McKinsey has studied the hospital networks that are being used by plans on the new public health exchanges. They divide networks into three groups that they call broad, narrow, and ultra-narrow. Broad networks contain more than 70 percent of the 20 largest hospitals in the relevant area, whereas ultra-narrow networks contain less than 30 percent. McKinsey found that over two-thirds of the networks are either narrow or ultra narrow. (Download the study here.)
McKinsey takes a benign view of the situation. They feel that these narrow networks are expanding consumer choice. Offering a narrow network is one of the few really effective means that health insurers have left to restrain costs. If insurers expected the exchanges to attract price-sensitive consumers, insurers would naturally offer networks that were narrower than their typical offerings. In the McKinsey study, policies with broad networks were 26 percent more expensive than equivalent policies with narrow networks. This is a pretty substantial price differential. McKinsey found that hospitals included in the narrow networks were comparable in quality to those being excluded.
Although narrow networks shouldn't be surprising to health policy wonks, they have shocked many patients. Recently Megan McArdle described the growing pushback against the the ultra-narrow networks. She thinks that they may not be "long for this world."
Regulatory overreach is a real possibility. The downside of narrow networks is instantly recognizable; however, the benefits are a little harder to explain. Many people assume that narrow networks save money primarily by excluding the expensive hospitals. However, insurers do more than shop for a good deal, they are actively bargaining on behalf of their customers. It's not just that "you get what you pay for," but "you get what you pay for" after insurers get the best deal possible. Essentially, an insurance company engages in collective bargaining based on the fact that they can steer a large number of patients to providers in their network. Insurers can steer more patients to a given provider by limiting the number of providers in the network.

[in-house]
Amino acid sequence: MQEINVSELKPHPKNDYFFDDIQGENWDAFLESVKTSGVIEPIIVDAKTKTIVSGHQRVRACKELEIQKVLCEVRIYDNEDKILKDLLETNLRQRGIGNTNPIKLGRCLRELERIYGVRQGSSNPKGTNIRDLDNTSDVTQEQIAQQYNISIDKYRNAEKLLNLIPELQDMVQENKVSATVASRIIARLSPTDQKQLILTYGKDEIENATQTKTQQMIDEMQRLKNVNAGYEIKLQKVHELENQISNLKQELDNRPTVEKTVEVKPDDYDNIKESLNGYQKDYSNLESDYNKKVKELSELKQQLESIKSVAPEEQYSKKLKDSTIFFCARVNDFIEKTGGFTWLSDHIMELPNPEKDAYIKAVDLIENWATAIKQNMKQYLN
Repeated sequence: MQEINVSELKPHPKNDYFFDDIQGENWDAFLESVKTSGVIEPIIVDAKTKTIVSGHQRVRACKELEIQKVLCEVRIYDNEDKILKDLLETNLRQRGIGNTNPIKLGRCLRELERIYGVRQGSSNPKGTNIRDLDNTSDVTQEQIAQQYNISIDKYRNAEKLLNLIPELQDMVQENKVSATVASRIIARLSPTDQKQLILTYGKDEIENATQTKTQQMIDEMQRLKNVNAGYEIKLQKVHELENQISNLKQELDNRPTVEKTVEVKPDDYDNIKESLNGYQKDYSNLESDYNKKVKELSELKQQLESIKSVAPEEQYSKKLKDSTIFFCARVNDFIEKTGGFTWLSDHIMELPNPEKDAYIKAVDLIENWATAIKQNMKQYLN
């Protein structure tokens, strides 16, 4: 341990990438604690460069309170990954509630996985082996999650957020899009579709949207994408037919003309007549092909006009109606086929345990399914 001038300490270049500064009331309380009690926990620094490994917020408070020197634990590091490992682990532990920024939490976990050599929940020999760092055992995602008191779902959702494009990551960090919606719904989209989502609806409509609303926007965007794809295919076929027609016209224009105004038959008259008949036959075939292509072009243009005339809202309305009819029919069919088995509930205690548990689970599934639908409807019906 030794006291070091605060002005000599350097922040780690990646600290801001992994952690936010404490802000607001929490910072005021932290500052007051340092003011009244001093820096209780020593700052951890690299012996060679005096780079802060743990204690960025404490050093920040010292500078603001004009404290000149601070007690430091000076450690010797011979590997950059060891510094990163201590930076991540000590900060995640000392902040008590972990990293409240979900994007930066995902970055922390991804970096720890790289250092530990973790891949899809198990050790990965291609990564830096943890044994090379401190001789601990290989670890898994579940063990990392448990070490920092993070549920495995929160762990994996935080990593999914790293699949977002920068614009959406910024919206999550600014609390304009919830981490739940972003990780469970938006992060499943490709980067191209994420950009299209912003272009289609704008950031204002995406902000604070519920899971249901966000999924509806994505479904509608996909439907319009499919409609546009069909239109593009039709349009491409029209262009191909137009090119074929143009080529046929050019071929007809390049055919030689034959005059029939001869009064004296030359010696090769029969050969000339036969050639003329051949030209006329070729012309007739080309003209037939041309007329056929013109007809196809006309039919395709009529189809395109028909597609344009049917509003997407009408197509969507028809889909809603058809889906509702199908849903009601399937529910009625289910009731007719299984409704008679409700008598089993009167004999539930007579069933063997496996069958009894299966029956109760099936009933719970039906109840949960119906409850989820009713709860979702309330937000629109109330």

Essential to the insurers' bargaining power is the option to exclude providers. Imagine a situation where there were two hospitals in town and the insurer was philosophically opposed to excluding either hospital. The insurer approaches the first hospital and says, "We are bargaining on behalf of our customers who represent 10 percent of the population in your area. We think this merits a substantial discount off your usual charges."
The hospital negotiator says: "Interesting. That many customers would really come in handy. But what could you do to make sure that your customers come to our hospital instead of the hospital across town?"
The insurer replies: "Nothing. Our customers need access to all the hospitals in the area. Steering patients to your hospital would be a great disservice to them."
The hospital replies: "If I'm going to get half your business regardless of my rates, why would I offer you any discount at all. Hmmm ... by law, your policies now have no lifetime limits. And with the caps on out-of-pocket costs, it might make sense for us to raise our rates. I wonder if we are charging heart patients enough for the aspirin that we give them."
The insurer reconsiders: "Okay, what if we exclude the other hospital in the neighborhood from the network. If we do this, you can be pretty certain that you'll get 90 percent of our business."
The hospital negotiator smiles, "For that we can offer a steep discount."
Networks can be maddening. Inadvertently using out-of-network providers can be financially draining. However, the more we insulate patients from the cost of medical care, the more important it is that insurers can effectively bargain with providers.